3. 3. National Academy ofAgricultural Research Management Page 3 Scope Poultry and Poultry products constitute an important componentof human diet in most of the developing countries of the world. This consumption is also increasing at a rapid rate due to low fat content, easy availability & cost effectiveness. Poultry is the least costalternative only next to fish & produces more of animal protein from the same amount of feed compared to milch Cow, Sheep, Goat & Pig. Two eggs provide 160 calories of energy and more than 20% of the daily requirement of proteins, Vit A, D & B12, Riboflabin, Folic acid, Pantothenic acid, Phosphorus, Iodine along with fat. According to Nutritional Advisory committee of India at least half an egg should be made available to an average individual which workout to be 180 egg / annum. Poultry farming require less area with high return than any other Animal Husbandry and Agriculture activities. Land topography & soil fertility is never a criteria for Poultry like Agriculture. Poultry farming involves high grade sophisticated technology with higher profitability for which younger generation prefer this activity as their occupation than any other Agriculture & Allied activities. In the primary sector, Agriculture provides about 100 to 120 days employment to the rural poor. Scanty land holding, land fragmentation and seasonal Agriculture are not able to provide full employment to the work-force which in turn creates unemployment in disguise. Poultry farming can be a viable option for rural poorto overcome the issue. Input Required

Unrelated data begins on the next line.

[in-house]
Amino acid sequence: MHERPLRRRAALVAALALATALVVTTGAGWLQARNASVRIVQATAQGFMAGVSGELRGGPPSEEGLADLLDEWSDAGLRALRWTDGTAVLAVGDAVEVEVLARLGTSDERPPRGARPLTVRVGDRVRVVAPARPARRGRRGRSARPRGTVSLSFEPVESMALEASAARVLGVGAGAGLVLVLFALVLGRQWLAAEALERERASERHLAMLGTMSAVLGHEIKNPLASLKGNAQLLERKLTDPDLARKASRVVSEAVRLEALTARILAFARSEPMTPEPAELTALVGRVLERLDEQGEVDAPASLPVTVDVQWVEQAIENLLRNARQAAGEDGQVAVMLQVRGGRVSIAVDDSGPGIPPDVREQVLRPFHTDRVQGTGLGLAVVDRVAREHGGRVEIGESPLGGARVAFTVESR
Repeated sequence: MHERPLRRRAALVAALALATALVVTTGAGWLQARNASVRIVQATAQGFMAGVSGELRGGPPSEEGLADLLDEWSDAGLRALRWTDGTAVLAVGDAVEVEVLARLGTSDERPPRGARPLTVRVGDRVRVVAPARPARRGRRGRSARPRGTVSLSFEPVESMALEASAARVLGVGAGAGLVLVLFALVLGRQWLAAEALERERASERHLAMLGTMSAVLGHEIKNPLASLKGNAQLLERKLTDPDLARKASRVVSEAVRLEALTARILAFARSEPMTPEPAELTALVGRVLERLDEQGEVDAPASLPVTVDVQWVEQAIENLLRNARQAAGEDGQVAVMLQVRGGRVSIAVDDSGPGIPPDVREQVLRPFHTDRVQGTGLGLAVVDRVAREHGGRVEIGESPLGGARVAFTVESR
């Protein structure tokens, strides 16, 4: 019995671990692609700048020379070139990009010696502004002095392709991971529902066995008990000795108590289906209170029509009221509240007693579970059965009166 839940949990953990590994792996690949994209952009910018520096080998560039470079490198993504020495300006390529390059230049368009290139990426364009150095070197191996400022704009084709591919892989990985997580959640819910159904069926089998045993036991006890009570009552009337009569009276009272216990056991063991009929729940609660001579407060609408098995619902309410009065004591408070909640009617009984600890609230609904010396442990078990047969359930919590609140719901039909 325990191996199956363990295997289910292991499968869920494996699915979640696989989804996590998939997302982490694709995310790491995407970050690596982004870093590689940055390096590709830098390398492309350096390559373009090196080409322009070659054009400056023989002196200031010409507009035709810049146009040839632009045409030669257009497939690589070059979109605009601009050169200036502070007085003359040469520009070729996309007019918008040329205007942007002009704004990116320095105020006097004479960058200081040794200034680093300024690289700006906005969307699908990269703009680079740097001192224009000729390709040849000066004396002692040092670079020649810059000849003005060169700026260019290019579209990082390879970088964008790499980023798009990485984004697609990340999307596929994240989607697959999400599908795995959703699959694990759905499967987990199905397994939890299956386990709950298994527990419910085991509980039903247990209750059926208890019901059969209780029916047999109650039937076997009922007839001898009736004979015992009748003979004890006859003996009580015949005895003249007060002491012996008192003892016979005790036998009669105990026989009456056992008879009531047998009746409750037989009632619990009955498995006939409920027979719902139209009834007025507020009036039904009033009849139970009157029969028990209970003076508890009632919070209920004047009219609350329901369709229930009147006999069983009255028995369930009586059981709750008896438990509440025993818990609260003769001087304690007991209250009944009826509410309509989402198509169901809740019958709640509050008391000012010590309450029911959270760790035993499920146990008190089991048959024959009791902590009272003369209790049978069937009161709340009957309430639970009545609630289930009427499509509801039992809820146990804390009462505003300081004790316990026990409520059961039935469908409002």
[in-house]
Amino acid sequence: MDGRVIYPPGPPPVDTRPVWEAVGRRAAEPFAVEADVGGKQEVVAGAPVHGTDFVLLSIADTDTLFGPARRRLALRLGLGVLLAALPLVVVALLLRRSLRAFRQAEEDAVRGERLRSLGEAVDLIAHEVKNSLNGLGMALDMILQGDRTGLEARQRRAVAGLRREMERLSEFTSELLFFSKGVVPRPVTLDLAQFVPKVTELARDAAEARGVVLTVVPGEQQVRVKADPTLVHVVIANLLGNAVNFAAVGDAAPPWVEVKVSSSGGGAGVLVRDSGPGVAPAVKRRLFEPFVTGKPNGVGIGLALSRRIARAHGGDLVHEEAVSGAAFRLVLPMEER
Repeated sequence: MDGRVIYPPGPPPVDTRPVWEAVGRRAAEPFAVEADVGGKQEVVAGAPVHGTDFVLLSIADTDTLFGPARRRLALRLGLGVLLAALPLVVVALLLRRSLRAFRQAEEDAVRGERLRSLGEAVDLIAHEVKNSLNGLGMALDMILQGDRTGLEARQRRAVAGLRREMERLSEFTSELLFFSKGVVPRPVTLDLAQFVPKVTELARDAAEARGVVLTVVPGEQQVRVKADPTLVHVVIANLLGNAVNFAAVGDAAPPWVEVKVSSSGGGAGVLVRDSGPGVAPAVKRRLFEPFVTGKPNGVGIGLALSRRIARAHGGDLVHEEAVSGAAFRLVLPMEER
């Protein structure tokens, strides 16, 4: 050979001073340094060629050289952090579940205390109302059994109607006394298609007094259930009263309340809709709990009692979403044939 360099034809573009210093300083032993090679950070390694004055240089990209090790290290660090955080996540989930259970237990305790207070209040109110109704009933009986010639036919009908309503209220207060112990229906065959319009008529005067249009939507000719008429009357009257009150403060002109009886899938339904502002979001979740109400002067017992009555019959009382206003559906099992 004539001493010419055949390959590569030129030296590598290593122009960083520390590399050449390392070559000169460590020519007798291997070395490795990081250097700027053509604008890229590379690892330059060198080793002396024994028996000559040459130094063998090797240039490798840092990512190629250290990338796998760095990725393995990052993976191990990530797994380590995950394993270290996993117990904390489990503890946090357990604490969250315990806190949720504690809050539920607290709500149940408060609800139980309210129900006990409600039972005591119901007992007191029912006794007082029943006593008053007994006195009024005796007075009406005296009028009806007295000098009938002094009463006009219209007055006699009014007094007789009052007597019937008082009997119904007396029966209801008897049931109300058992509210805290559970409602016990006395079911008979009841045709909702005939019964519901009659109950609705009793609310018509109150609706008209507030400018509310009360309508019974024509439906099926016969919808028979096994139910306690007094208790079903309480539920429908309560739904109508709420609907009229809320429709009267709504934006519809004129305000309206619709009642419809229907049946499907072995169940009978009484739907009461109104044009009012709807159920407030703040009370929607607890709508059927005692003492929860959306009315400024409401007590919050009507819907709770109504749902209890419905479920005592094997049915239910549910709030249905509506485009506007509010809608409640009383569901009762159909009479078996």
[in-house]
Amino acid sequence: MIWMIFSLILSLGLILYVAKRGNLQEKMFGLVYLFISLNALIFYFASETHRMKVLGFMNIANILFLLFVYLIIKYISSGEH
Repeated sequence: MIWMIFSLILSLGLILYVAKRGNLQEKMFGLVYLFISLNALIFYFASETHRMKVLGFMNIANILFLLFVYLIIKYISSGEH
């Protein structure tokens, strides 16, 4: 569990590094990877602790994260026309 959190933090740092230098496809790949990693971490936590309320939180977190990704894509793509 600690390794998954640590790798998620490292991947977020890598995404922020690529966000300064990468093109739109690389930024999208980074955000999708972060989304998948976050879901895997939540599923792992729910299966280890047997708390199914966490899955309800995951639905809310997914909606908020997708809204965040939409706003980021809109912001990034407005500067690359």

4. 4. National Academy ofAgricultural Research Management Page 4 Civil Structures Poultry Sheds Store room Egg room Office room Quarters for staff Others Equipment/Plant and machinery i) Brooders ii) Feeders iii) Waterers iv) Cages v) Generator vi) Feed grinder and mixer vii) Debeaker viii) Vaccinator ix) Fridge/Deep Freezer x) Truck/van/Jeep Housing i) Type of housing Deep Litter/Cage/Slat ii) Area required (sft./bird) Birds i) Proposed strain ii) No. of birds to be purchased iii) Age of the birds iv) Source of birds v) Costof birds (Rs. per bird) vi) Vaccination of purchased birds vii) Proposed programme of replacement f) Production parameters i) Number of eggs produced